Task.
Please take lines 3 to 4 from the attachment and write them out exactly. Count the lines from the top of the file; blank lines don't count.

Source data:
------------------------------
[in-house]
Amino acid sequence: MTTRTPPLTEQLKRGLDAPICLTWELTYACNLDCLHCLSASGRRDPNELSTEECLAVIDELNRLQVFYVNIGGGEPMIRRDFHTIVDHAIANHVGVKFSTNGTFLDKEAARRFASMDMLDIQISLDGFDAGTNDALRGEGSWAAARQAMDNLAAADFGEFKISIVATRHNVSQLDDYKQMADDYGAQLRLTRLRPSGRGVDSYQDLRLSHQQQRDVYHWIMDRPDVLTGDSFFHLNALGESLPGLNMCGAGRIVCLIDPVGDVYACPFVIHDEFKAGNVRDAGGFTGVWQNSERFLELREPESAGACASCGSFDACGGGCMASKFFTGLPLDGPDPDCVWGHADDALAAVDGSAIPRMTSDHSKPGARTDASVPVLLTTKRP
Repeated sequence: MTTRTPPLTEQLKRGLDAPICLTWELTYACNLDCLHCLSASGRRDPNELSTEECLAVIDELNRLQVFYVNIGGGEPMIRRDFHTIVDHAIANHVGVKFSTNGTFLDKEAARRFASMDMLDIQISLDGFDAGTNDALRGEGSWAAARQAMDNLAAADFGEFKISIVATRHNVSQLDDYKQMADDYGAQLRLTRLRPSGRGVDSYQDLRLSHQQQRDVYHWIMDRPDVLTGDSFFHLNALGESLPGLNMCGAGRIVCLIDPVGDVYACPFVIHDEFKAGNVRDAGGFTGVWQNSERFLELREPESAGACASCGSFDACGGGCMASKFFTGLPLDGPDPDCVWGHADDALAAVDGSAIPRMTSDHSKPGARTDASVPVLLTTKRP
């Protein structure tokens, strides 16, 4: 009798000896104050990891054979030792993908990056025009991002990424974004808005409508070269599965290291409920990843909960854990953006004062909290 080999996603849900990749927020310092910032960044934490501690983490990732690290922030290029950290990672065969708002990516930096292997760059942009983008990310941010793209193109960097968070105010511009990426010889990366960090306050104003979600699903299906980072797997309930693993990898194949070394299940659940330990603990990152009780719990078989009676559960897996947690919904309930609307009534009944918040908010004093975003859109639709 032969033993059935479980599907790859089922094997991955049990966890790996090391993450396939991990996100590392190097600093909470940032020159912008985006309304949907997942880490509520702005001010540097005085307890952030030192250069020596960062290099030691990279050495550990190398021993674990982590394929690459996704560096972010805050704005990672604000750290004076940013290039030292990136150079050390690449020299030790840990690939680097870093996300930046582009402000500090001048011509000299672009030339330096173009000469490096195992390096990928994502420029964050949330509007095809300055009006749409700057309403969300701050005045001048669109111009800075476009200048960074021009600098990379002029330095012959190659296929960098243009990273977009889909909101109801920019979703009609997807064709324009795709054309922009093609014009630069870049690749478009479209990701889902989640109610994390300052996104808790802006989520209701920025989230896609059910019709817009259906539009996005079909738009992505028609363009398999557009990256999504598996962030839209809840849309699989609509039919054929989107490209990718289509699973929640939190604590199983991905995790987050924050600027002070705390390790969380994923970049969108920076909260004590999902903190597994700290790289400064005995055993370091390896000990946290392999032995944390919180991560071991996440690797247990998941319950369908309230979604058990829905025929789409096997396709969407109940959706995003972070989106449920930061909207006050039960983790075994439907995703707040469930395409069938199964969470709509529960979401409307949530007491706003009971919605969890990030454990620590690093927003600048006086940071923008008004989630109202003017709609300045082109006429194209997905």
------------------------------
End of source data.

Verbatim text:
Repeated sequence: MTTRTPPLTEQLKRGLDAPICLTWELTYACNLDCLHCLSASGRRDPNELSTEECLAVIDELNRLQVFYVNIGGGEPMIRRDFHTIVDHAIANHVGVKFSTNGTFLDKEAARRFASMDMLDIQISLDGFDAGTNDALRGEGSWAAARQAMDNLAAADFGEFKISIVATRHNVSQLDDYKQMADDYGAQLRLTRLRPSGRGVDSYQDLRLSHQQQRDVYHWIMDRPDVLTGDSFFHLNALGESLPGLNMCGAGRIVCLIDPVGDVYACPFVIHDEFKAGNVRDAGGFTGVWQNSERFLELREPESAGACASCGSFDACGGGCMASKFFTGLPLDGPDPDCVWGHADDALAAVDGSAIPRMTSDHSKPGARTDASVPVLLTTKRP
């Protein structure tokens, strides 16, 4: 009798000896104050990891054979030792993908990056025009991002990424974004808005409508070269599965290291409920990843909960854990953006004062909290 080999996603849900990749927020310092910032960044934490501690983490990732690290922030290029950290990672065969708002990516930096292997760059942009983008990310941010793209193109960097968070105010511009990426010889990366960090306050104003979600699903299906980072797997309930693993990898194949070394299940659940330990603990990152009780719990078989009676559960897996947690919904309930609307009534009944918040908010004093975003859109639709 032969033993059935479980599907790859089922094997991955049990966890790996090391993450396939991990996100590392190097600093909470940032020159912008985006309304949907997942880490509520702005001010540097005085307890952030030192250069020596960062290099030691990279050495550990190398021993674990982590394929690459996704560096972010805050704005990672604000750290004076940013290039030292990136150079050390690449020299030790840990690939680097870093996300930046582009402000500090001048011509000299672009030339330096173009000469490096195992390096990928994502420029964050949330509007095809300055009006749409700057309403969300701050005045001048669109111009800075476009200048960074021009600098990379002029330095012959190659296929960098243009990273977009889909909101109801920019979703009609997807064709324009795709054309922009093609014009630069870049690749478009479209990701889902989640109610994390300052996104808790802006989520209701920025989230896609059910019709817009259906539009996005079909738009992505028609363009398999557009990256999504598996962030839209809840849309699989609509039919054929989107490209990718289509699973929640939190604590199983991905995790987050924050600027002070705390390790969380994923970049969108920076909260004590999902903190597994700290790289400064005995055993370091390896000990946290392999032995944390919180991560071991996440690797247990998941319950369908309230979604058990829905025929789409096997396709969407109940959706995003972070989106449920930061909207006050039960983790075994439907995703707040469930395409069938199964969470709509529960979401409307949530007491706003009971919605969890990030454990620590690093927003600048006086940071923008008004989630109202003017709609300045082109006429194209997905």